When I published “Life’s Ratchet” 2 years ago, I was focused on how life can create and sustain highly ordered systems in the presence of the surrounding molecular chaos – in particular, how molecular ratchets “extract order from chaos”. To my surprise, the book generated great interest in the area of aging research. Aging, as Ed Lakatta, chief of the Cardiovascular Science Laboratory at the NIH Institute on Aging puts it, extracts “chaos from order”.
As part of this surprising interest, I was recently invited to write an article for the literary science magazine Nautilus (which I can only highly recommend). My article on aging appeared yesterday online, with the provocative (not chosen by me) title “Physics makes aging inevitable, not biology”. If you want to know, my title was “Aging: where physics meets biology.” Which is probably more boring, but less provocative.
As it was not possible to cram every thought on the subject into the 2000 words of the article, I will write a few additional thoughts on it here on my blog.
To start with, I looked at the comments to the article. Some recurrent themes in the comments are that (1) we are open, thermodynamic systems and therefore not subject to an increase in entropy (as we can always get more low entropy energy from the environment) (2) that our cell have repair systems that can take care of any damage that may happen and (3) there are “immortal” cells and organisms, contradicting my claim that aging is inevitable.
(1) and (2) have essentially the same answer:
It is absolutely correct that we are open systems. This is what I describe in detail in “Life’s Ratchet”. The intake of low entropy energy is the reason our molecular machinery can extract order from molecular chaos. However, molecular chaos is always present, and microscopically, molecules in our cells are continuously damaged. Unlike other thermodynamically open, self-organized systems, such as a hurricane, living systems are incredibly tightly controlled systems consisting of complex interlocking feedback and regulation loops. These feedback loops are all reliant on superbly adapted and constructed molecular machines, undamaged DNA to provide the blueprint, and timely and accurate regulation and signaling. These systems interact across a hierarchy of molecules, organelles, cells, cell-cell interaction, tissues, organs and organisms. They have a lot of reserve, redundancy and repair systems built-in.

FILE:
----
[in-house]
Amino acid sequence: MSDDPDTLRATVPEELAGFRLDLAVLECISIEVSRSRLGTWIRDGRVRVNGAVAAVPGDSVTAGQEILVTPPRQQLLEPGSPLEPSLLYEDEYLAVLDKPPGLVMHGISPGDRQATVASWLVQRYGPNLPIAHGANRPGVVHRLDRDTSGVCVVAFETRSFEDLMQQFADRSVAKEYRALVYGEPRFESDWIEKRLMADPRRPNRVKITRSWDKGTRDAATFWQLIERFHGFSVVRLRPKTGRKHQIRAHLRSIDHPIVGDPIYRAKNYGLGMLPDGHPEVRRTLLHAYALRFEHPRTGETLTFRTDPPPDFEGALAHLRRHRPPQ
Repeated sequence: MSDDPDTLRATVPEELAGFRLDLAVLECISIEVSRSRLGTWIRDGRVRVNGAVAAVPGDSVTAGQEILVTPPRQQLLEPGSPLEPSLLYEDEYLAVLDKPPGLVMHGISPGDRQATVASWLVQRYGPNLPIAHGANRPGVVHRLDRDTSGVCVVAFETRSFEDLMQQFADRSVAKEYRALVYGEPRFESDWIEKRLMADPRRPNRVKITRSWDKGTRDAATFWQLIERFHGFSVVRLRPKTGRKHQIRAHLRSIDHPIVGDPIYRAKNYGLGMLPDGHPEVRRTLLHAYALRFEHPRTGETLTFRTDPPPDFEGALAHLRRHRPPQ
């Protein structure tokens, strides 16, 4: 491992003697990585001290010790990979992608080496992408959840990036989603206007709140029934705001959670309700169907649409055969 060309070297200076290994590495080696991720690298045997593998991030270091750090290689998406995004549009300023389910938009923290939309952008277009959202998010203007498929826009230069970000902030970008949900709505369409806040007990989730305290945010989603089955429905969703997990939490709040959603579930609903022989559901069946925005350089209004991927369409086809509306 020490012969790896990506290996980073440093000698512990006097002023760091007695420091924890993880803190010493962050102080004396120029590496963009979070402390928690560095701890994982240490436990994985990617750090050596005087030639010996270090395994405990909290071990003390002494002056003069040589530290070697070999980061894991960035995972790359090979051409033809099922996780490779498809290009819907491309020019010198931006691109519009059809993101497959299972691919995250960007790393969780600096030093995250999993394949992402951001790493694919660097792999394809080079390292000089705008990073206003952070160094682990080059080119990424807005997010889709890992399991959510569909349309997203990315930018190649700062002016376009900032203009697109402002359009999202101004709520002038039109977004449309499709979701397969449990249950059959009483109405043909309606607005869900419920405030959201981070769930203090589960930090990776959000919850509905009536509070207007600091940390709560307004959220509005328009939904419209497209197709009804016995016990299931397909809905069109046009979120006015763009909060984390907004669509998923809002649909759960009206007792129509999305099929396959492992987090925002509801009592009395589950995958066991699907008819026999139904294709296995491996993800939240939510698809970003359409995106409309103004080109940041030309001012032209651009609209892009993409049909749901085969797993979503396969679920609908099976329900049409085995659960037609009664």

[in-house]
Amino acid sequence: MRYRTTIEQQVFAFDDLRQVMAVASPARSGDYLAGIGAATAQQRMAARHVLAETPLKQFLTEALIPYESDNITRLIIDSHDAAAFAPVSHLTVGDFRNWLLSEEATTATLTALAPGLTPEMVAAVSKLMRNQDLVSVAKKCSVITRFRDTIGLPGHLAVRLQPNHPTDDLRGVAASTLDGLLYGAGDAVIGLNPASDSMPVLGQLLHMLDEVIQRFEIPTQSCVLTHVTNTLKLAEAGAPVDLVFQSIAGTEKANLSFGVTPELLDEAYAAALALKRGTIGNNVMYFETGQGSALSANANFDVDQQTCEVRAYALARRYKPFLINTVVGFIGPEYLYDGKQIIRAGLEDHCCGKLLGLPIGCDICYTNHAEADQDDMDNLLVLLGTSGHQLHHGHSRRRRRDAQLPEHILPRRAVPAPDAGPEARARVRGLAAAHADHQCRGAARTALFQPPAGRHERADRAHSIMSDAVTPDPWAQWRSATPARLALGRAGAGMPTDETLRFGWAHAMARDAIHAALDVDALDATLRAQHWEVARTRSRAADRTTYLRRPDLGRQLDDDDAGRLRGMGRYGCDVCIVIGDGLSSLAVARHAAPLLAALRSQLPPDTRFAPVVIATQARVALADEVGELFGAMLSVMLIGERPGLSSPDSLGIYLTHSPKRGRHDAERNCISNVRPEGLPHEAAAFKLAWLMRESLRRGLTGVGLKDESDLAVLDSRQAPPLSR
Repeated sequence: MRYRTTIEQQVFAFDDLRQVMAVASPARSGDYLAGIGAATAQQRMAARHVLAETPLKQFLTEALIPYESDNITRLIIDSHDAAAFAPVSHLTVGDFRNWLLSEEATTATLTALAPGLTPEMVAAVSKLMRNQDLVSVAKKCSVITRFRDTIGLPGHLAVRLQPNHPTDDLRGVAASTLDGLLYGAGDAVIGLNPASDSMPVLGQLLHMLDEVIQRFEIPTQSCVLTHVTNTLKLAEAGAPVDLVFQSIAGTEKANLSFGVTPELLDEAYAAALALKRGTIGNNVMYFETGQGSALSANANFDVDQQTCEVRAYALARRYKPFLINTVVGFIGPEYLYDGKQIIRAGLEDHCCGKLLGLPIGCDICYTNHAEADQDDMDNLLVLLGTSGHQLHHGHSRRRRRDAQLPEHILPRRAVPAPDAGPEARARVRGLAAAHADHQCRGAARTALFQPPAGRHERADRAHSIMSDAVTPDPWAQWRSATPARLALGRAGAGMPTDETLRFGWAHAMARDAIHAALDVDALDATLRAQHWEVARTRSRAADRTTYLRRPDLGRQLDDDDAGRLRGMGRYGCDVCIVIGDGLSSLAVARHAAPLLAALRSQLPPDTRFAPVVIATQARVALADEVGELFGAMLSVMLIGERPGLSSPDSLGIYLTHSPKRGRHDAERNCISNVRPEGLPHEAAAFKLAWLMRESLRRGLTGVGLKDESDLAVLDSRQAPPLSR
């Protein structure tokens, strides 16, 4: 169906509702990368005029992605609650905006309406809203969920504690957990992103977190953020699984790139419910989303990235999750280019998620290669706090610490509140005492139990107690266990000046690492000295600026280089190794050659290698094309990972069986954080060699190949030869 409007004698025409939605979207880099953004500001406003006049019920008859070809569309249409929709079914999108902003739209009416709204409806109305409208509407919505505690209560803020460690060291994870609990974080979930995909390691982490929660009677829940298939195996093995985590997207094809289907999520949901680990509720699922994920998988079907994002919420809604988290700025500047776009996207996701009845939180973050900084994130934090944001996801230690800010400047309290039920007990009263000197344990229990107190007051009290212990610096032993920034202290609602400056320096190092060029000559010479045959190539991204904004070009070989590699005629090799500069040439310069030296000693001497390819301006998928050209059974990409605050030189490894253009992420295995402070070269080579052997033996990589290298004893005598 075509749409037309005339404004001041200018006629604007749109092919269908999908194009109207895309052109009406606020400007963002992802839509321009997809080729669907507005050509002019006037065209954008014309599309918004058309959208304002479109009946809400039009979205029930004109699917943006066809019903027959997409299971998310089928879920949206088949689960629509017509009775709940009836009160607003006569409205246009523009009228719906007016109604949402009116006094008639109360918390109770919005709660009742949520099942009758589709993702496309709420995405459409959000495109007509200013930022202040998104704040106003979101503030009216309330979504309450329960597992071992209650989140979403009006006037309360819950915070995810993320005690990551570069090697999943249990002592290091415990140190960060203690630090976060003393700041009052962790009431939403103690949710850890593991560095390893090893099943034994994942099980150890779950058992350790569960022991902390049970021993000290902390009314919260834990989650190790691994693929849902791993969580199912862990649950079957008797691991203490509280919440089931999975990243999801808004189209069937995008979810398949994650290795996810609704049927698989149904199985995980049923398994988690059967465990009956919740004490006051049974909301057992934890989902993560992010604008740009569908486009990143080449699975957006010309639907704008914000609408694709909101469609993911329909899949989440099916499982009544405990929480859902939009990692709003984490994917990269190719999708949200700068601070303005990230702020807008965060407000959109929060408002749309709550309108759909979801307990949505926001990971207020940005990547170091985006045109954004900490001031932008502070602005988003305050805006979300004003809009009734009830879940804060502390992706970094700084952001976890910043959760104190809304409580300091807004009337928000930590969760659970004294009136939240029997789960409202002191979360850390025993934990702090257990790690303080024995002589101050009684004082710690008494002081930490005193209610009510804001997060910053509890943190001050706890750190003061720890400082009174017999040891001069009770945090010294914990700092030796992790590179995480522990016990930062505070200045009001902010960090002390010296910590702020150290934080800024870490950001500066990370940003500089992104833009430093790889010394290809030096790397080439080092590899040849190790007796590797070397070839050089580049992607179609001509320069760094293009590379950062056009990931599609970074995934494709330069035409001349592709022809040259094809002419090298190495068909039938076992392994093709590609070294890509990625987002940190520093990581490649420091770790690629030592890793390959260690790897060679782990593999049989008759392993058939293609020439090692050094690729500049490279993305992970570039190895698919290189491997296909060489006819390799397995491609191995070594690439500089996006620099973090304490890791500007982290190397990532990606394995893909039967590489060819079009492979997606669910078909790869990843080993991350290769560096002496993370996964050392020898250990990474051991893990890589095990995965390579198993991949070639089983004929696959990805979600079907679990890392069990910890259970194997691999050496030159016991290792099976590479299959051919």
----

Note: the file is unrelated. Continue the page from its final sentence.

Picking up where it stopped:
However, eventually some of these systems become subtly damaged. Energy supply slows down, signaling chains become disrupted, feedback loop timing is a bit off, damaged molecules are not cleared from cells and accumulate, molecular machines loose function or fail to be activated. This loss of function causes additional loss of function in other systems, because of the mutual interdependence of all systems in the organism. This leads to an increasing cascade of failure. The start of this process is simply the question of probability across a vast number of cells and functions. You can try to prevent one system from failing, but there are plenty others that will fail instead. And the system that one has tried to prevent from failing is dependent on the others, so it will not be unaffected in the long run anyhow.
The repair systems in our cells are superb – they allow us to live to 80+ years. We live longer than any mammal of comparable size and heart rate. Could we live even longer? In principle, the repair systems could be improved, but the sheer complexity makes this a prospect that will take many, many years. But we will always be subject to the game of probabilities, which we will lose in the end.